Northampton man gets 5 years in fatal 2021 hit-and-run in Shelburne
|Published: 11-29-2022 8:18 PM
GREENFIELD — A Northampton man was sentenced to five years in prison on Tuesday after pleading guilty to three charges related to the 2021 hit-and-run death of Shelburne Falls resident Rhonda Thompson.
Peter Toomey, 53, appeared in Franklin County Superior Court and was taken into custody after changing his plea on single counts of leaving the scene of personal injury causing death, negligent motor vehicle homicide and misleading a police officer. He was also sentenced to five years of probation for the homicide and misleading police charges — to be served simultaneously once he is released from prison — and he will not be able to obtain a driver’s license for 15 years due to the homicide charge.
Toomey had been free after posting $25,000 bail, with the conditions that he not operate a motor vehicle and not live outside of Massachusetts during court proceedings.
Thompson, 45, was walking with friend Nicole Gancarz on the side of Route 2 in Shelburne at around 6:30 a.m. on June 8, 2021, when she was struck and killed by a pickup Toomey was driving. According to Assistant District Attorney Joseph Webber, who prosecuted the case for the Northwestern district attorney’s office, Thompson was thrown 150 feet.
Gancarz, Webber said, flagged down some good Samaritans, who dialed 911. However, emergency medical personnel arrived to find Thompson without a pulse and declared her dead after unsuccessfully using a defibrillator eight times. The cause of death was later determined to be multiple blunt force injuries to the head, neck, torso and extremities.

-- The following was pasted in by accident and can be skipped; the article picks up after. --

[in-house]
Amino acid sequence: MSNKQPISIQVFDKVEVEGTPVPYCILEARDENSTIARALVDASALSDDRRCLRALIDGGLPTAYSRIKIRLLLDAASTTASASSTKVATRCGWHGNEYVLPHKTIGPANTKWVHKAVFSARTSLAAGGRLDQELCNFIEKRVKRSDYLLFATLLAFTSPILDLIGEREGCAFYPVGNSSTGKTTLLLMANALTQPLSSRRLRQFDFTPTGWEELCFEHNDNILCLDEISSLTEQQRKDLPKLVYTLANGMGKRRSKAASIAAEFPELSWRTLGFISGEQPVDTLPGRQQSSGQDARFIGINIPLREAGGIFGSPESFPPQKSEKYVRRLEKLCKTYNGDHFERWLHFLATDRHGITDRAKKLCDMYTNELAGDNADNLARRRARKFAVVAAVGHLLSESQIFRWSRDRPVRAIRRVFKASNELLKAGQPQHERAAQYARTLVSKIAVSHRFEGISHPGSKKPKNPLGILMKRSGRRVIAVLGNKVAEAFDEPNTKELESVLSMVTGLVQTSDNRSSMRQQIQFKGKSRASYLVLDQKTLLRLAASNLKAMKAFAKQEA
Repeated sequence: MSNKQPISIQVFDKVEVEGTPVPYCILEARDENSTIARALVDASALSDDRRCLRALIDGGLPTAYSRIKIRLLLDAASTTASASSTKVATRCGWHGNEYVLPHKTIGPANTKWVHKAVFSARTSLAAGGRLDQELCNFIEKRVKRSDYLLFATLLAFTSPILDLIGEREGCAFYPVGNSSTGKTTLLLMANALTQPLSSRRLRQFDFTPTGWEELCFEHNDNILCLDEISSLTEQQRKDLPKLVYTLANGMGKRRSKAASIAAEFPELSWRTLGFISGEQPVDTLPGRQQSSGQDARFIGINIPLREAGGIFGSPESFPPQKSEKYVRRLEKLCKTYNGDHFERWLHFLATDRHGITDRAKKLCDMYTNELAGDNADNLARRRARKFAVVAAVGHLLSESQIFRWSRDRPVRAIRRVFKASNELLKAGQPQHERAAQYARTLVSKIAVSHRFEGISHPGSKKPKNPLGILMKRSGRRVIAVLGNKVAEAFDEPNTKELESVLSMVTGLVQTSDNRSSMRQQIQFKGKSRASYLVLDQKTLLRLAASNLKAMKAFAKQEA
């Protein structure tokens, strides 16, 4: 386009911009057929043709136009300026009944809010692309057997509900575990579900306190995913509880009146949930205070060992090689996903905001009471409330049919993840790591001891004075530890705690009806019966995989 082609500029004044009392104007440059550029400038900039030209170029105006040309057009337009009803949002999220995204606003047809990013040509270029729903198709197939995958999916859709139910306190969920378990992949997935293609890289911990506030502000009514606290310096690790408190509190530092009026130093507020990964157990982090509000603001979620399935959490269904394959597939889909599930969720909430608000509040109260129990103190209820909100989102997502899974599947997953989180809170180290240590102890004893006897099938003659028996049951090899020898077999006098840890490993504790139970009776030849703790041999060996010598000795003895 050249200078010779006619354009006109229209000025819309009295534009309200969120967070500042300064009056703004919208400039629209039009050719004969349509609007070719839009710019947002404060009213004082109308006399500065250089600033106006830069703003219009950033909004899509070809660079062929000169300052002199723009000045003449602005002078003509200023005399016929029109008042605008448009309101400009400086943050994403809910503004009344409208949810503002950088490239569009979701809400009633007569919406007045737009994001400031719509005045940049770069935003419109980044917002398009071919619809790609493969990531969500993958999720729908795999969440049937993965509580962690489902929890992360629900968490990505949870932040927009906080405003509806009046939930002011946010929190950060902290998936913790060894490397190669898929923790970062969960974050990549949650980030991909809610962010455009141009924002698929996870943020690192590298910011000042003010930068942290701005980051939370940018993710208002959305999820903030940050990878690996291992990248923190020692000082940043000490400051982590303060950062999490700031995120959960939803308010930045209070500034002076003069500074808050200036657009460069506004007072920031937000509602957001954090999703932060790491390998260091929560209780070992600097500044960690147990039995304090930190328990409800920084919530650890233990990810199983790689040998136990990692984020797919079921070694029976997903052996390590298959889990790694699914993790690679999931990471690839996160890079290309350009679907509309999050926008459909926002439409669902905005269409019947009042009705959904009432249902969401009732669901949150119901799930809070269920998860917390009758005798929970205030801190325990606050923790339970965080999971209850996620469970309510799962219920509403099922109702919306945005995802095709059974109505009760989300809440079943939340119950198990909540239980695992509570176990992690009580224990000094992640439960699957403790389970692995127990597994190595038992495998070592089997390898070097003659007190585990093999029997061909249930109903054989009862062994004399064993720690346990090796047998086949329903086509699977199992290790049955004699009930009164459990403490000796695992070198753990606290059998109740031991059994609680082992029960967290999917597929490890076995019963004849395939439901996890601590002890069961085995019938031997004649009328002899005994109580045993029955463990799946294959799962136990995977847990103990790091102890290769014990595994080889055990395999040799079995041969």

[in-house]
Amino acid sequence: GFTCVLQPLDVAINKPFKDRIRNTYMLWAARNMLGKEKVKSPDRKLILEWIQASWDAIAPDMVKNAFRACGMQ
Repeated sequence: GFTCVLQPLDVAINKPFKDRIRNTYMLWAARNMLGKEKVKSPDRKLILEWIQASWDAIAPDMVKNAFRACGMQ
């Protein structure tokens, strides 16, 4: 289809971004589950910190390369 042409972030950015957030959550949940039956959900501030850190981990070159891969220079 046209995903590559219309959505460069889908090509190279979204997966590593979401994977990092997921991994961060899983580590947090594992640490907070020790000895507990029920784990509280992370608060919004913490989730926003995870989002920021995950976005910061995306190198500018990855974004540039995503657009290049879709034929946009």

Webber said Toomey veered off the road and struck Thompson, never applying the brakes. He then immediately left the scene. Police were advised to be on the lookout on Route 2 for an eastbound truck with heavy front passenger-side damage. Webber said that approximately 20 minutes after the impact, a state trooper in Hatfield noticed a 2001 Toyota matching the description, including what appeared to be blood on the front of it, and stopped the vehicle on King Street in Northampton. The driver was identified as Toomey.
Webber said Toomey told police in interviews that the damage to the vehicle was the result of his girlfriend hitting a deer the previous day. Webber noted it was later learned that Toomey had texted and called his girlfriend to instruct her on what to say if questioned by police. According to Webber, the girlfriend initially complied with Toomey’s instructions until police confronted her about the situation’s severity.
Webber said Toomey had every opportunity to confess to police and repeatedly lied. The prosecutor also said that when Toomey was being handcuffed, he told troopers he would have stopped if Thompson had been alone rather than with a friend.
According to the Northwestern district attorney’s office, members of the State Police collision analysis team concluded that Toomey had an unobstructed view of Thompson for 800 feet before the impact; there were no other vehicles on the road; there was no evidence of solar glare, road defects or mechanical issues; and Thompson had no opportunity to avoid being hit.
Judge Karen Goodwin mentioned she had read letters written by several of Thompson’s loved ones and found them very moving.